Trello or Asana? A Skeptic’s Take on Two Productivity Tools

For a blog that’s about nonprofit productivity, I have a bit of a confession. And if you read my last post, you probably caught it – in the section where I talk about how I manage my work tasks.

Or more specifically, the fact that I dont. 😞 I know. Don’t judge me, gang.

It’s not for lack of trying! I’ve stopped and started many a system – spreadsheets, Salesforce, even written planners. Once I reach a point where using the system feels like more work than help, I cut it out of my life.

But now that the demands on my job are increasing, my current “system” of inbox to calendar to memory isn’t cutting it. It’s time for this gal to change her ways.

This post is different from what I normally share. Keep reading for a review/comparison on two popular productivity tools on the scene – Trello & Asana.

But first. What are Trello and Asana?

In case you’re not familiar,Trello & Asana are online tools for managing projects and tasks. Both offer a free & paid version, which means you can experiment with each at no cost!

About Trello

The Trello website says it’s “the easy, free, flexible, and visual way to manage your projects and organize anything.” They do this using the Kanban method of organization, where users drop cards onto lists that live on boards. Cards can have different info – checklists, attachments, labels, etc.. – and users are free to create multiple boards for different projects.

This GIF taken from the Trello blog post Beginner Tips for Using Trello by Lauren Moon .

About Asana

The Asana website says it’s “the work management platform teams use to stay focused on the goals, projects, and daily tasks that grow business.” Asana’s functionality is more centered around tasks – which you can organize multiple ways, including Kanban and list views. On the paid version, you can also unlock a timeline view.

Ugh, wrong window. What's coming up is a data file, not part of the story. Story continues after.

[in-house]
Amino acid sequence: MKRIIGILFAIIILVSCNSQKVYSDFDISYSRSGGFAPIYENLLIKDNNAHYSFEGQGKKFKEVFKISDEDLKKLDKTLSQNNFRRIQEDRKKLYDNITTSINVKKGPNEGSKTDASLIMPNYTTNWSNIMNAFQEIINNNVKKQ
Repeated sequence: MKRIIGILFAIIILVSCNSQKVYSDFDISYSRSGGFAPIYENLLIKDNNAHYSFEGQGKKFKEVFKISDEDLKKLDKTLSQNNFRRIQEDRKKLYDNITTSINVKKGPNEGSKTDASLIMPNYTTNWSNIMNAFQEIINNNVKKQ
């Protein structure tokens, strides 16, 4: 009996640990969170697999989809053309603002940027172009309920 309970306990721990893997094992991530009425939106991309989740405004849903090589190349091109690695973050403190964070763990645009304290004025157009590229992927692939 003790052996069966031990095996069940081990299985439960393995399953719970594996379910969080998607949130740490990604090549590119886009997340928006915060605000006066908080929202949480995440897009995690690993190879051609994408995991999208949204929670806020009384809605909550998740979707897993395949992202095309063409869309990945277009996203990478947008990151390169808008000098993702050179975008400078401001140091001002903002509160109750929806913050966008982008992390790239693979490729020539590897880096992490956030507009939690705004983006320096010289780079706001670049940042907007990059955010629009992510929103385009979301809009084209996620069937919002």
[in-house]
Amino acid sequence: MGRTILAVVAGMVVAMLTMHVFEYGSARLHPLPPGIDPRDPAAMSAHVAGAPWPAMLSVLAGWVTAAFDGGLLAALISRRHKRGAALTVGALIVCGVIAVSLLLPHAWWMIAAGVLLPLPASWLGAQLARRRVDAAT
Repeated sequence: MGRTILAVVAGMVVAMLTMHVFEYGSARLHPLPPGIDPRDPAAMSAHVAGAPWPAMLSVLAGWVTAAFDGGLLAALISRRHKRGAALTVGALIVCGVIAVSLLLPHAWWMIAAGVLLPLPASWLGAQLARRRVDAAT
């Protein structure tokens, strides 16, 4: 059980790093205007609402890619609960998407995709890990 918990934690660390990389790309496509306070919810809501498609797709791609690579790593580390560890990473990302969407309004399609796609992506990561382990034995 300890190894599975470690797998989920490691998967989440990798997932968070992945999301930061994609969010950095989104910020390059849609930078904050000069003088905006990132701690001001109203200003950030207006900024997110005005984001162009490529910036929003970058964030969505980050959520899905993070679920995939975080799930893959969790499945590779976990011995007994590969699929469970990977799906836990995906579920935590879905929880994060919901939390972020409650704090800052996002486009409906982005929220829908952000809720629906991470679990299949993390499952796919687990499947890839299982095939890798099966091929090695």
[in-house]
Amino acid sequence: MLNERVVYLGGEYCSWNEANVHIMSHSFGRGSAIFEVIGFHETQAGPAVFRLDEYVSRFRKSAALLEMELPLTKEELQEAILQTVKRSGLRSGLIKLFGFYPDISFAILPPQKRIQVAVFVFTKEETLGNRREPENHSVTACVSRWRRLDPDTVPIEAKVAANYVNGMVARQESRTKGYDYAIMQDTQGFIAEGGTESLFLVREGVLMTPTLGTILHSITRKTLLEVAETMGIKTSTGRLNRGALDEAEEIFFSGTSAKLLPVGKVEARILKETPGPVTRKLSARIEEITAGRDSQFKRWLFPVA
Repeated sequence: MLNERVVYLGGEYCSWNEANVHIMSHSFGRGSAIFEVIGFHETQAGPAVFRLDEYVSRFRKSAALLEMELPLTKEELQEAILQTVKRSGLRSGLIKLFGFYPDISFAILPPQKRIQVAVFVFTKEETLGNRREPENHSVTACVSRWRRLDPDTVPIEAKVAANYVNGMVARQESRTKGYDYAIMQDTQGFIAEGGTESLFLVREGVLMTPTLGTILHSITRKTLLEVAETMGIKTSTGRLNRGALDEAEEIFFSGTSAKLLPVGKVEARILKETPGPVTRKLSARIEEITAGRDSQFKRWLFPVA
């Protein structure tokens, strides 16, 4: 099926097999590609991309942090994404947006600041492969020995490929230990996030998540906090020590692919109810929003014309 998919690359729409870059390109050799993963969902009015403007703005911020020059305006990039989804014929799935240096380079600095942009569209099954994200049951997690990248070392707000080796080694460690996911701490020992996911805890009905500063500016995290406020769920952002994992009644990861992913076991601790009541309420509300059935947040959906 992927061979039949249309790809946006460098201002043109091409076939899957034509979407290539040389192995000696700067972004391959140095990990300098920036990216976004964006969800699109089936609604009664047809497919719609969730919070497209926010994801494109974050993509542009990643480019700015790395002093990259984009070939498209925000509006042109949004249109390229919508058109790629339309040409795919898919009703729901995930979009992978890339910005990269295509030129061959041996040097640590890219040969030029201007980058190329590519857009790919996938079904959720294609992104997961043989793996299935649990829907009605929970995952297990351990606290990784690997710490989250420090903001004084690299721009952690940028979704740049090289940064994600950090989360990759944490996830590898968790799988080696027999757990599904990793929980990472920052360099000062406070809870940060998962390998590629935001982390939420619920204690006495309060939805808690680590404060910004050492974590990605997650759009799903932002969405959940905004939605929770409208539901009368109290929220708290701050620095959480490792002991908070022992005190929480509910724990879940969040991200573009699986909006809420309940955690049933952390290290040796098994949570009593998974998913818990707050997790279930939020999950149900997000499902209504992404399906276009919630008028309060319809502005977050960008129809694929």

This GIF taken from the Asana blog post Collaboration is beautiful: Introducing Boards in Asana by Devon Watts

Key Features They Share

Collaboration. You can assign cards to members of your team, add comments, tag co-workers in comments, add due dates, and attach files/links/documents to cards.

(Seemingly) endless integrations. Now, just because an integration exists doesn’t mean you need it. 😇 But if you do, there are lots of possibilities – like Outlook, Salesforce, Slack, and even each other! Here’s the full list of options for Trello & Asana.

Extensive knowledge base. Both offer a wealth of general productivity tips on their blogs. Here’s Trello‘s and Asana’s. But they’re also happy to showcase new features and use cases for their products. Check out Trello Inspiration and the Asana guide to get your gears turning.

For me, this is where the similarities largely end. Despite their shared functionality, Trello and Asana work differently – and there’s definitely one that’s better, depending on your needs!


How I Use Trello

This blog may be my passion project gang, but it is also work.  Between organizing posts and my ideas, it can be overwhelming. Enter Trello.

My colleagues swear by it. I may be the only person at my org who doesn’t use it for work (more on why later).  But I decided to use it to manage my site’s content for 2 key reasons:

  • I knew it was simple
  • It came with a mobile app that was easy to use – essential for working on the go!

What I Love 💖